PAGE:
Corning manager: City must take lean fiscal path
City Manager John Brewer said the city must travel a "very conservative," road during a the mid-year budget review on Tuesday.
Brewer explained that the "heart" of the mid-year review is the 2012-13 General Fund budget.
"We projected to receive General Fund revenues of $4,602,188 this year. At the same time we expected to expend $5,010,198," the city manager said. "So, we'll spend $408,010 more than we take in this year."
He said that was anticipated and the difference would be covered through extra revenue from the prior year's budget.
"Now, if we take that amount ($408,010) from the carryover of $497,566, it leaves us with a current General Fund balance of $89,566," Brewer explained.
Problem is, that balance amount is half of what city staff projected in the budget staff report presented in June, thus Brewer's advise to be "very conservative with expenditures at this point."
"As long was we don't get really wild, we'll end up in good shape. It is fuel sales that bothers me a lot," he said.
Brewer was referring to the downward trend the city is seeing in fuel sales and the revenues from those sales.
"While fuel sales statewide continued to increase modestly ... here in Corning the sales trend was 5.7 percent downward. We're still unsure about what's responsible for that trend," he said. "It's an important matter, since fuel sales tax typically amount to over 61 percent of the sales tax revenue for the City of Corning."
Other tax revenues, such as transient occupancy tax, property tax, and vehicle license fees, all seem to be "right on target," Brewer told the council, with the exception of the building permit and plan check fees.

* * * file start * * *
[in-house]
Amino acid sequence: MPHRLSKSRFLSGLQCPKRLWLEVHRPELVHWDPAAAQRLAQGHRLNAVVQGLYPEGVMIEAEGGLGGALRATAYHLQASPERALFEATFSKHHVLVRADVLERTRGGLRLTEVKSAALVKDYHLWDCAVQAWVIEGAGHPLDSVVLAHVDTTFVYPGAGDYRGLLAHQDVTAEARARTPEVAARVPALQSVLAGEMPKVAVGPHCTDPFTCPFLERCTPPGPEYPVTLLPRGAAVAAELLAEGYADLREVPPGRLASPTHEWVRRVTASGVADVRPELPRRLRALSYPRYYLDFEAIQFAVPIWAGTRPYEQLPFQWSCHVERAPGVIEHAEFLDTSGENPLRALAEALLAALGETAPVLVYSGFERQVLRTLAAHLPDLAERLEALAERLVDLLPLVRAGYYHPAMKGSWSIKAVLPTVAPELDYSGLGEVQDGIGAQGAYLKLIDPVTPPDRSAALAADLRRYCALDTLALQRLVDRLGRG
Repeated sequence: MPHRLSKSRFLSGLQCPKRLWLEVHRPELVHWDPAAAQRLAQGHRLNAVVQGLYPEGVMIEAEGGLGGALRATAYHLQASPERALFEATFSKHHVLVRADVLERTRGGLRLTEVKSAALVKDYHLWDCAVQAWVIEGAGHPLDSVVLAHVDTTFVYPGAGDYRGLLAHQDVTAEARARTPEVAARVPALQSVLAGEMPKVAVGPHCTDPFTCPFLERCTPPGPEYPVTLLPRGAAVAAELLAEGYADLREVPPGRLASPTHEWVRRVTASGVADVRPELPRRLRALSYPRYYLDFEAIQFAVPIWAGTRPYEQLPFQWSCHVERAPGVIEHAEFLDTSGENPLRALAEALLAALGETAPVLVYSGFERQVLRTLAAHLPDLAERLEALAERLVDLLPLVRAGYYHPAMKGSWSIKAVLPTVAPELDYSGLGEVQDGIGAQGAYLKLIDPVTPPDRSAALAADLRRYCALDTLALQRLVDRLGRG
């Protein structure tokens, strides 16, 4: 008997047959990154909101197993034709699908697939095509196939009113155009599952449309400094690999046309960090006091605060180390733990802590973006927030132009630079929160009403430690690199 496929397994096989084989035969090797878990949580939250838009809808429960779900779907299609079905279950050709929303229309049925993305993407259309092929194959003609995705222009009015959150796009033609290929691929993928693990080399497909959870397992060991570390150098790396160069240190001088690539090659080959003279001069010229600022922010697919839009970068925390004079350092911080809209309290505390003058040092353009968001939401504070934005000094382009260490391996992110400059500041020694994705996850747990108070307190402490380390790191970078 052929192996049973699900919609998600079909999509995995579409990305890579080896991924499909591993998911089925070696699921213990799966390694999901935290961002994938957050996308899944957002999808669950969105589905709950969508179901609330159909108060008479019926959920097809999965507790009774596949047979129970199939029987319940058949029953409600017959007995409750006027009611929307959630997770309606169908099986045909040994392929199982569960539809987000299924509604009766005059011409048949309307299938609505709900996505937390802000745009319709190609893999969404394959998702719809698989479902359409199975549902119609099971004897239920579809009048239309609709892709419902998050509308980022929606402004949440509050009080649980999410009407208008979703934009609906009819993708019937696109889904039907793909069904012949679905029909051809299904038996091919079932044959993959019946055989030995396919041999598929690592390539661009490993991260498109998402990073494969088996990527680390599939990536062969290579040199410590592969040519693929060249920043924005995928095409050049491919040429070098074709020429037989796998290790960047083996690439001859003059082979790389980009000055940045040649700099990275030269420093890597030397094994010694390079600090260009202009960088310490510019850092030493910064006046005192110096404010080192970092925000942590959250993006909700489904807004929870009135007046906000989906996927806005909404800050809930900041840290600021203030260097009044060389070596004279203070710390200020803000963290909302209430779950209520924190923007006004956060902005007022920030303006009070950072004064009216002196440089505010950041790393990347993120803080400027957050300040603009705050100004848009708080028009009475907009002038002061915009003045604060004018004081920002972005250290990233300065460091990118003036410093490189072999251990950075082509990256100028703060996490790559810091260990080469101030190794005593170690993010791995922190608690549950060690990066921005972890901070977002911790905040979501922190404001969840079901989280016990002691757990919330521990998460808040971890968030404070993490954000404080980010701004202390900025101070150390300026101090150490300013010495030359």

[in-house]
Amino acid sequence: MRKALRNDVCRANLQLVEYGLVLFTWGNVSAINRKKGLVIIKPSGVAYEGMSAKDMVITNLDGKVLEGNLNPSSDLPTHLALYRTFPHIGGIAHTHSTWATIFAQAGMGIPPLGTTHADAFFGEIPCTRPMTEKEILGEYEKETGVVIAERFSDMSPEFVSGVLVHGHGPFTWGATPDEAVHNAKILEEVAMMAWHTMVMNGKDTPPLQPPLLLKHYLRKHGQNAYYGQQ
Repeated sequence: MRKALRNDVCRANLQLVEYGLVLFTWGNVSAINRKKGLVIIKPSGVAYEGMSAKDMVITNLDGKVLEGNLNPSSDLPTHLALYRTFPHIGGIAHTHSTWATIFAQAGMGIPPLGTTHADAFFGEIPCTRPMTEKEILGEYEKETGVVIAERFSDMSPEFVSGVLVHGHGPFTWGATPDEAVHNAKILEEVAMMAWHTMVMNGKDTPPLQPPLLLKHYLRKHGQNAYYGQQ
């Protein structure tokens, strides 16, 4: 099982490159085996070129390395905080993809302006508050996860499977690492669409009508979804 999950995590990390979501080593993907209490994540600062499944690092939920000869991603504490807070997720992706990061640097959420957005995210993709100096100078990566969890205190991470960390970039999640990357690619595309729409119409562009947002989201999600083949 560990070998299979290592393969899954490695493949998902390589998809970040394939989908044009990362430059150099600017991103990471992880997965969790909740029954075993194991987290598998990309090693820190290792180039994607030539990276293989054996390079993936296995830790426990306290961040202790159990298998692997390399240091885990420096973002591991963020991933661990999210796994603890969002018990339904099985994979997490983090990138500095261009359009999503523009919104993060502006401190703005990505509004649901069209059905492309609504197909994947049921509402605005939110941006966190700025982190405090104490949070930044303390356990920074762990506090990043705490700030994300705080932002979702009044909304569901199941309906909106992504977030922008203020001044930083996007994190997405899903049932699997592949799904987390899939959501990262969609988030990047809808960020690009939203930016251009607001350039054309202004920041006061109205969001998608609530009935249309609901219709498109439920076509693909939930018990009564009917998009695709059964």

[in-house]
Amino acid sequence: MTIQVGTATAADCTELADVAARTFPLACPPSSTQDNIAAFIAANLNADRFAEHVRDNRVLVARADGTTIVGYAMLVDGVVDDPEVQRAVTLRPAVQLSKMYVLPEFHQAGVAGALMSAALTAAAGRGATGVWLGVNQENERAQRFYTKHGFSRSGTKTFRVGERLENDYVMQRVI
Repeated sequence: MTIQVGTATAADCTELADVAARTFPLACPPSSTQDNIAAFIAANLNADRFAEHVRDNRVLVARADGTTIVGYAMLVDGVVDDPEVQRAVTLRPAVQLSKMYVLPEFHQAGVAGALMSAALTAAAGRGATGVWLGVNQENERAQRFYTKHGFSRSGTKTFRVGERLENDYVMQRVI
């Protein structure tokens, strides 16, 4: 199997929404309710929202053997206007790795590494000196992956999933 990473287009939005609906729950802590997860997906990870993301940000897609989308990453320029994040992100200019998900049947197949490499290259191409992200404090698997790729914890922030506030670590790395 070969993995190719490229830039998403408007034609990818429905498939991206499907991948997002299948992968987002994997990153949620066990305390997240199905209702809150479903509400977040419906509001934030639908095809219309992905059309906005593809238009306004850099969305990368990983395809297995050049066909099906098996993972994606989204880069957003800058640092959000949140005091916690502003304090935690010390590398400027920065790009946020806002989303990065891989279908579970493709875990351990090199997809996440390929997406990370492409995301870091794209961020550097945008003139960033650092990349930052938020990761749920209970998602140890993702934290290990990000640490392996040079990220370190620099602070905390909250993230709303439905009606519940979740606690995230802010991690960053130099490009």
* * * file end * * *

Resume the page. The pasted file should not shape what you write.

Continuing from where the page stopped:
"Those two items are expected to generate $50,000 in revenue. To date, they've generated only $10,080, well below that expected at mid-year. There is simply very little development occurring at this point, and we should expect budget shortfalls in those categories in the neighborhood of about $30,000 to $35,000," he said.
In the area of utility (sewer and water) fund revenues, Brewer said things are great in the short-term, but he anticipates a budget shortfall in the long-term.
Speaking of the 2005 Waste Water Treatment Plant expansion, he said the original plan was to fund the debt repayment through the collection of development impact fees.
"There is very little development occurring in this economy. So, we must supplement the development impact fees with revenue from the sewer collection fees," Brewer explained.
This year the city is spending $220,000 to pay the debt.
Brewer believes the city will need to extend its sewer increase fees program and up the annual fee increase from 3 percent to 5 percent.
"At that annual rate of increase, the Waste Water Treatment Plant debt load can be covered and annual net income will remain positive," he said.
The city's largest single expense is employee wages and benefits, said the city manager.
The General Fund is the greatest source of personnel cost funding, contributing $3.2 million, or 81.6 percent of the total for this fiscal year.
A few significant projects and purchases the city has undertaken with this year's budget, include restoring the operating reserves to a pre-recession level, paying off the Airport Improvement "loan" taken from its development impact fees, and paving nearly a mile of Solano Street.
"In summary, some revenues are up a little, and some down a bit," Brewer said. "Expenditures are near what we projected when the budget was approved. Overall, barring any catastrophic event or condition, we believe we will finish the fiscal year without the need to raid our $800,000 operating reserve, and be positively positioned to go into next year."